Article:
Unmanned X-47B Begins Envelope Expansion Tests over Edwards

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The X-47B Unmanned Combat Air System Demonstration aircraft reached a major milestone Sept. 30 when it retracted its landing gear and flew in its cruise configuration for the first time. The flight, conducted at Edwards Air Force Base, also helped validate precision navigation hardware and software that will allow the X-47B to land with precision on the moving deck of an aircraft carrier. “Last week’s flight gave us our first clean look at the aerodynamic cruise performance of the X-47B air system and it is proving out all of our predictions,” said Janis Pamiljans, vice president and Navy UCAS program manager for Northrop Grumman’s Aerospace Systems sector.

The X-47B demonstrator's first flight in cruise configuration provided an important measure of its maturity and readiness to begin the next phase of flight testing. Photo: Northrop Grumman

“Reaching this critical test point demonstrates the growing maturity of the air system, and its readiness to move to the next phase of flight testing” said Pamiljans, The recent flight was part of an on-going “envelope expansion” program for the first of two X-47B aircraft produced by Northrop Grumman for the Navy’s Unmanned Combat Air System Carrier Demonstration (UCAS-D) program. Envelope expansion flights are used to demonstrate aircraft performance under a variety of altitude, speed and fuel load conditions.

The U.S. Navy/Northrop Grumman Corporation UCAS-D program plans to begin transitioning aircraft to Naval Air Station, Patuxent River, Md. in late 2011 to begin shore-based carrier suitability testing in 2012. The focal point of the program is to demonstrate in 2013 the first aircraft carrier launches and recoveries by a tailless, low-observable-relevant unmanned system.

The X-47B Unmanned Combat Air System flew with its landing gear up for the first time on Sept. 7 during a test flight at Edwards AFB, Calif. Photo: Northrop Grumman

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6 COMMENTS

  1. Boeing’s X-47b is a waste of time and money when the US already has a stealthy unmanned aerial vehicle with Lockheed’s RQ-170 Sentinel (Beast of Kandahar) as this is something the US military should develop further especially as it has proven to be a valuable asset as it was used in the attempted capture of Osama Bin Laden.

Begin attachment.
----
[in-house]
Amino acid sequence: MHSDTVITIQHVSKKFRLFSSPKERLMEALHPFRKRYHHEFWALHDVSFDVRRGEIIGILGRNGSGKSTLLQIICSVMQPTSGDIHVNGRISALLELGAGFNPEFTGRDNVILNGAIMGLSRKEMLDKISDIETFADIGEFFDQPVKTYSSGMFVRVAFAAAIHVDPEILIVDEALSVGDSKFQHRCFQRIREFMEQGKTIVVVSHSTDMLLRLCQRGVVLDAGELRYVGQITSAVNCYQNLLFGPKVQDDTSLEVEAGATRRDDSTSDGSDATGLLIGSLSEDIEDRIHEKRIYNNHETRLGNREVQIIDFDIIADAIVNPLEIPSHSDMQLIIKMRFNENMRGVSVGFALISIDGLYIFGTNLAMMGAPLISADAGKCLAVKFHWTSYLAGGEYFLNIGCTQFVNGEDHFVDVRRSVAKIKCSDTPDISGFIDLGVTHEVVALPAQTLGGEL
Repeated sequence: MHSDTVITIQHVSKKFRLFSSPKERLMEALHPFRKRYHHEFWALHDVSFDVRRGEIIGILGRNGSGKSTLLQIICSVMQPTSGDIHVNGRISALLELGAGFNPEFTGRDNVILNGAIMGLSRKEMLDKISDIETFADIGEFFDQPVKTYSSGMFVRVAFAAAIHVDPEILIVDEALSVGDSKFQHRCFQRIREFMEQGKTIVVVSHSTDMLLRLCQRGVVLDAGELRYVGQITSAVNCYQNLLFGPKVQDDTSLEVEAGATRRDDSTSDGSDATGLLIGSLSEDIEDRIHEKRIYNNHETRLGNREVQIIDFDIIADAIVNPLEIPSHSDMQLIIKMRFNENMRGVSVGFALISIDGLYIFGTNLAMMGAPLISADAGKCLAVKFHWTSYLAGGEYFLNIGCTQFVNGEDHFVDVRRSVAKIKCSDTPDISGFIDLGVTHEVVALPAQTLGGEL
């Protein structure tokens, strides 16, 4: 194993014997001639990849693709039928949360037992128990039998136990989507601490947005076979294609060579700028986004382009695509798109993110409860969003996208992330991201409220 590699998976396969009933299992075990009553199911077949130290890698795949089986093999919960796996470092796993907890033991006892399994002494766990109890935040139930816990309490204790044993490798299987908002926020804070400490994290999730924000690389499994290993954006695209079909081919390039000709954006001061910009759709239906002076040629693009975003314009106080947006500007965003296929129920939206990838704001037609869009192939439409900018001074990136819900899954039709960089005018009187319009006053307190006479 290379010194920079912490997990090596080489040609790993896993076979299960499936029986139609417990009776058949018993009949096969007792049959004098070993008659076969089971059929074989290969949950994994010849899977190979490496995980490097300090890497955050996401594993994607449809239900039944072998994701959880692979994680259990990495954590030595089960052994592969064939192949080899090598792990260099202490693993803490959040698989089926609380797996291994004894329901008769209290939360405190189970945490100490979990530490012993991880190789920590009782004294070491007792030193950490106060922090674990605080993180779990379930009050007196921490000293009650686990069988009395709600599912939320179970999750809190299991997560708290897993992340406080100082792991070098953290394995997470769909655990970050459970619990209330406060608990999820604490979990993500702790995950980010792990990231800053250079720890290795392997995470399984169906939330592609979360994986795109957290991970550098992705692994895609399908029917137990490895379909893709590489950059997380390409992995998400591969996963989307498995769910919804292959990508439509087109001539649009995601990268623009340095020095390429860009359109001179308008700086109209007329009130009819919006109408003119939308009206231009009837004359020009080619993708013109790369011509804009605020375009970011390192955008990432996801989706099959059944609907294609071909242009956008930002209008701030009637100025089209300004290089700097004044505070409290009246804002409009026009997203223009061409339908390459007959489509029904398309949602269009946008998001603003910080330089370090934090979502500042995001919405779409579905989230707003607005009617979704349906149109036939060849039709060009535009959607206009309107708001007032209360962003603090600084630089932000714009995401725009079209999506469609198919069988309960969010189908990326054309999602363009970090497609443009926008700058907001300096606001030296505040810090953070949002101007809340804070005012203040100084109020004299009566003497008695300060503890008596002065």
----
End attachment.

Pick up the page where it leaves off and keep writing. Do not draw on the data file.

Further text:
2. RQ-170 aside…Multifaceted platforms are equally desirable within respective tri-service objectives and projected planning packages. No MQ-1’s on a CVN and borrowing the RQ-170 may not be applicable for SEAD. Hence the need for separate vehicles…
    my .02

  3. @Michael Ma A – The RQ-170 is a land based UAV platform while the X-47B is designed from the ground up to be a carrier based UCAV design (note different acronyms). Even if you cancelled X-47, you would still need to pay for design work to navalise the Sentinel – strengthened landing gear, folding wings, tests for carrier ops, etc, etc, and once all that is done, convert it to a UCAV. So no, it is not a waste of money.

  4. It will be interesting to watch the effects futuristic Unmanned Aerial Combat Aircraft (UACV) programs on USAF Next Generation Bomber (NGB) development; may well turn out to be yet another UACV with much enhanced range and weapons load.

    Sayan.

  5. the UCAVs must be designed so that should communications be cut they can still complete their mission, meaning, they must have onboard target and objectives, and possibly software for choosing alternate routes, making evasive manuevers, and deploying counter-measures. No question, this is the natural evolution of the battlefield – but maybe is time for a ban a la chemical weapons? We are really not that far from developing the infrastructure necessary for an AI machine to subjugate its creator. A giant AI machine able to control a mobile phone network ould be annoying. Able to control tanks, planes, tread mounted machine guns, and of course nuclear weapons is another.

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